Peter Houweling, vice-president of business development with the Det’on Cho Corp., said “pretty well every major contractor” in Yellowknife has joined forces to build fire breaks and set up sprinkler systems in hopes of slowing any blaze that reaches the community.
He said between 20 and 30 kilometres of the city’s northwest and western side are protected with fire breaks approximately 100 metres wide. Building the breaks requires workers to remove any fuel sources and knock down vegetation so that fires can’t traverse across the top of trees.
Several residents of the Northwest Territories have stopped in the town of Peace River, Alberta during their evacuation. Some worry about what they have left behind and how long they'll be gone. (Aug. 18, 2023)
The Canadian Press
On Friday afternoon, Mr. Houweling said they were focused on finishing the sprinklers to provide Yellowknife with the “utmost protection.” He said they are drawing from nearby bodies of water and creating systems with pressurized sprinkler heads to dampen flames and embers in the wooded areas on the outskirts of town and some residential sites.
“As we monitor the fire to the west, we will continue to work as long as we can in a safe manner. If that changes, which we’re at the mercy of the wind and Mother Nature, we could then deploy focus in other areas as we do have several fires around Yellowknife,” he said, estimating support from up to 100 tradespeople and labourers, in conjunction with wildfire personnel. He calls them a “small army.”
Yellowknife mayor Rebecca Alty urged stragglers to leave the city. “We’ve got to take this seriously. We don’t need volunteers and we don’t need vigilantes driving around watching for fires,” she said Friday.
Yellowknife shuttered its evacuee reception centre Friday afternoon. Mike Westwick, NWT’s wildfire spokesman, said crews have identified strategic spots in Yellowknife where remaining residents could shelter should flames encroach on the city.
Yellowknife’s airport remains open for evacuation flights, medevacs, firefighting and military-related flights, NWT said. Commercial flights out of Yellowknife will stop Friday, after the last scheduled flight leaves, the territorial government said.
Alberta Health Services, the provincial health authority, is preparing to support between 150 and 200 home-care patients from NWT. AHS has placed 48 continuing-care patients from NWT in facilities in Alberta, according to spokesperson Kerry Williamson.
AHS is also treating four acute-care patients and 19 dialysis patients from NWT at various sites in Alberta, he said. It is supporting about 30 obstetrical patients at a number of sites in Red Deer, Calgary and Edmonton.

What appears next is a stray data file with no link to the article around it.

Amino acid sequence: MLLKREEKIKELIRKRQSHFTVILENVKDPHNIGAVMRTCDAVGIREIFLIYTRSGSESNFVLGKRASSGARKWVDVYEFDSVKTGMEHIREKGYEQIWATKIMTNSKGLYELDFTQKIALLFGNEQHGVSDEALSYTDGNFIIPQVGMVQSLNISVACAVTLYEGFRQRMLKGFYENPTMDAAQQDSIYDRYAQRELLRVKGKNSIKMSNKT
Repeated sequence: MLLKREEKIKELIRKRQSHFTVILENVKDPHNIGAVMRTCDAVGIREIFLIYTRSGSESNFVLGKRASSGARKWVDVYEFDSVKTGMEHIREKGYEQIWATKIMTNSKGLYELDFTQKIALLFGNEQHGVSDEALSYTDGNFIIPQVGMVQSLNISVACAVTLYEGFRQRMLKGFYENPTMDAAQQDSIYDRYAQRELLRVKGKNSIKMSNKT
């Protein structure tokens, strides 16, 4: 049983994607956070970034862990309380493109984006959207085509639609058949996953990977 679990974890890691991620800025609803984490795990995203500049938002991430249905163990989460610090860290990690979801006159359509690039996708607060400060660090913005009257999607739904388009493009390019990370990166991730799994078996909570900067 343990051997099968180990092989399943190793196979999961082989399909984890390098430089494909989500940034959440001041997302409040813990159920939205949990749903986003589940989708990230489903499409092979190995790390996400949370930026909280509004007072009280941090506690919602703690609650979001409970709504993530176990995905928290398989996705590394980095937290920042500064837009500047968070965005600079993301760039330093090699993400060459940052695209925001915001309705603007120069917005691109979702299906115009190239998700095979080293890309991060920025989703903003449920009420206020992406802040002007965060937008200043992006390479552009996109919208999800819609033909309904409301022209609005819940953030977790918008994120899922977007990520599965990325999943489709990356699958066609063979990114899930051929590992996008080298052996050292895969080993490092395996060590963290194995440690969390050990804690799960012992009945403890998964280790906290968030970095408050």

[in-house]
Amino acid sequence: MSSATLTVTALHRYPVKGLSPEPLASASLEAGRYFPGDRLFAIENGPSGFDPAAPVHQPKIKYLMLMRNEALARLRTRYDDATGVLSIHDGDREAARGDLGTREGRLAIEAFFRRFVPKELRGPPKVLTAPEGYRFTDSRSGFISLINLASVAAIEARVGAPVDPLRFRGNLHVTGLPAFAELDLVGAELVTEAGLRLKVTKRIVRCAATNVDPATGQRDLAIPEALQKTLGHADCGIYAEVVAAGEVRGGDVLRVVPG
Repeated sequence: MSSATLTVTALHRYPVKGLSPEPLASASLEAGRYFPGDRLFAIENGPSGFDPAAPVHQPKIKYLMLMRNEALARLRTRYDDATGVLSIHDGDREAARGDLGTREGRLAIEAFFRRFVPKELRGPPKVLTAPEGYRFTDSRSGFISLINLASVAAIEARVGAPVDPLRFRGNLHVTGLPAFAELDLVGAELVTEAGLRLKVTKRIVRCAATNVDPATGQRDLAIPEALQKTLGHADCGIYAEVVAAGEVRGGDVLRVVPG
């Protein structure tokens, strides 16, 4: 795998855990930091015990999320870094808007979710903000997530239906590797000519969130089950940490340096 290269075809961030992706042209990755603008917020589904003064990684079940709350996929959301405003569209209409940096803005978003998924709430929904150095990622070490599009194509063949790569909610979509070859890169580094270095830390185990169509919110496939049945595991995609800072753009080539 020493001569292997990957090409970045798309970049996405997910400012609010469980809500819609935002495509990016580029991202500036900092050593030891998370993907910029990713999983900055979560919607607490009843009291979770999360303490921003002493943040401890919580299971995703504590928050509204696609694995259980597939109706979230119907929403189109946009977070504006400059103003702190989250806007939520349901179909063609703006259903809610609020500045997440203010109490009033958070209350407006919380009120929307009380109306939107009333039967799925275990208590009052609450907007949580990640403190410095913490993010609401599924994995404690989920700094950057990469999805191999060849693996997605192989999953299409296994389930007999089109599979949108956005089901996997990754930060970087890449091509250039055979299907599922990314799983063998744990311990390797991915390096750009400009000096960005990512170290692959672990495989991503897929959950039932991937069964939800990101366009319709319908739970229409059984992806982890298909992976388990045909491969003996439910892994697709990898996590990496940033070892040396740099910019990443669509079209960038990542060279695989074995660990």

In Vancouver, health care professionals are “ready to receive” medical evacuees from NWT on Friday, according to Peggy Kulmala, a spokeswoman for the provincial Ministry of Health. B.C.’s Health Minister on Thursday said the province expected 55 patients to arrive in the province.
Calgary expected 26 evacuation flights, carrying 2,300 people, to arrive from Yellowknife on Friday. Alberta’s largest city welcomed 15 evacuation flights carrying 1,269 passengers on Thursday.
NWT officials, in the Friday evening update, said Calgary has welcomed 5,000 evacuees, hitting its initial capacity. Evacuation flights out of Yellowknife will now head to Winnipeg.
Kieron Testart spent Friday with a small group of people going door to door in the Yellowknives Dene First Nation, just northeast of Yellowknife, helping people evacuate by providing transport to the airport. An emergency co-ordinator with the First Nation, Mr. Testart told The Globe and Mail that about 30 people remain and will stay as long as possible to protect the community from the advancing wildfire.
“There are plenty of people who are staying behind who know how to live off the land who are seasoned in fire prevention and fire safety,” Mr. Testart said.
Mr. Testart said he’s fearful that these severe wildfire seasons will become a regular occurrence and will only get worse. He called for more investments from the federal government in climate-change mitigation efforts, particularly for the north where severe weather events are increasing.
“We need additional resources for climate-change adaptation and mitigation and to manage crises like this and we need all eyes in Canada and the world paying attention to what is happening right now,” he told The Globe Friday.
“I think this is rapidly becoming the new normal and the north is chronically behind on things like critical infrastructure and the resources we need to keep things going.”
With reports from Xiao Xu and The Canadian Press
Resources for N.W.T. residents:
- N.W.T. residents who need to evacuate can register here. Information for evacuees can be found here.
- Territorial wildfire updates can be found here. Report smoke or fire by calling 1-877-698-3473.
- Emergency response resources can be found here.
- The latest community statuses, including notices, alerts and orders, can be found here.